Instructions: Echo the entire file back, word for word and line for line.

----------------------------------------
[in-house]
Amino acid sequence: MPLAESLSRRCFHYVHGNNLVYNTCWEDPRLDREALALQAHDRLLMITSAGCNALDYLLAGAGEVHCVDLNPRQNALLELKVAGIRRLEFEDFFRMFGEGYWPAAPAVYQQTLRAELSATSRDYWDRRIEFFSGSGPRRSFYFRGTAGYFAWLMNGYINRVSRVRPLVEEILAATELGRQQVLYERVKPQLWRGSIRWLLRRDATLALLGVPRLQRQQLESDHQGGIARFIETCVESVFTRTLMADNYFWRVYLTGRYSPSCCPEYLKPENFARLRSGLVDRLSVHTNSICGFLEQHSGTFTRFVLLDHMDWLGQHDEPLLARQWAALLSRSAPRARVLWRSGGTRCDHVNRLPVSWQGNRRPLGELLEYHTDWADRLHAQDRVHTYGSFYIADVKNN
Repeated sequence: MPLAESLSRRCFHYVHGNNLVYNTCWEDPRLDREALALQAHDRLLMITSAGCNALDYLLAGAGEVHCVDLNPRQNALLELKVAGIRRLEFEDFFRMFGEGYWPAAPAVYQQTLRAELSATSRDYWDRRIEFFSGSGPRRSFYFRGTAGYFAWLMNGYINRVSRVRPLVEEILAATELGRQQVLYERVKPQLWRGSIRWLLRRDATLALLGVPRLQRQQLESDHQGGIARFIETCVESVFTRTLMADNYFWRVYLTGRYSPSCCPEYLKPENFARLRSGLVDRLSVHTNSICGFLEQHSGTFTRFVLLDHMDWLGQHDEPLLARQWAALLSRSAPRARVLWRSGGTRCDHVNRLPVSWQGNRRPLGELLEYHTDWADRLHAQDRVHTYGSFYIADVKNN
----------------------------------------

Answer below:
[in-house]
Amino acid sequence: MPLAESLSRRCFHYVHGNNLVYNTCWEDPRLDREALALQAHDRLLMITSAGCNALDYLLAGAGEVHCVDLNPRQNALLELKVAGIRRLEFEDFFRMFGEGYWPAAPAVYQQTLRAELSATSRDYWDRRIEFFSGSGPRRSFYFRGTAGYFAWLMNGYINRVSRVRPLVEEILAATELGRQQVLYERVKPQLWRGSIRWLLRRDATLALLGVPRLQRQQLESDHQGGIARFIETCVESVFTRTLMADNYFWRVYLTGRYSPSCCPEYLKPENFARLRSGLVDRLSVHTNSICGFLEQHSGTFTRFVLLDHMDWLGQHDEPLLARQWAALLSRSAPRARVLWRSGGTRCDHVNRLPVSWQGNRRPLGELLEYHTDWADRLHAQDRVHTYGSFYIADVKNN
Repeated sequence: MPLAESLSRRCFHYVHGNNLVYNTCWEDPRLDREALALQAHDRLLMITSAGCNALDYLLAGAGEVHCVDLNPRQNALLELKVAGIRRLEFEDFFRMFGEGYWPAAPAVYQQTLRAELSATSRDYWDRRIEFFSGSGPRRSFYFRGTAGYFAWLMNGYINRVSRVRPLVEEILAATELGRQQVLYERVKPQLWRGSIRWLLRRDATLALLGVPRLQRQQLESDHQGGIARFIETCVESVFTRTLMADNYFWRVYLTGRYSPSCCPEYLKPENFARLRSGLVDRLSVHTNSICGFLEQHSGTFTRFVLLDHMDWLGQHDEPLLARQWAALLSRSAPRARVLWRSGGTRCDHVNRLPVSWQGNRRPLGELLEYHTDWADRLHAQDRVHTYGSFYIADVKNN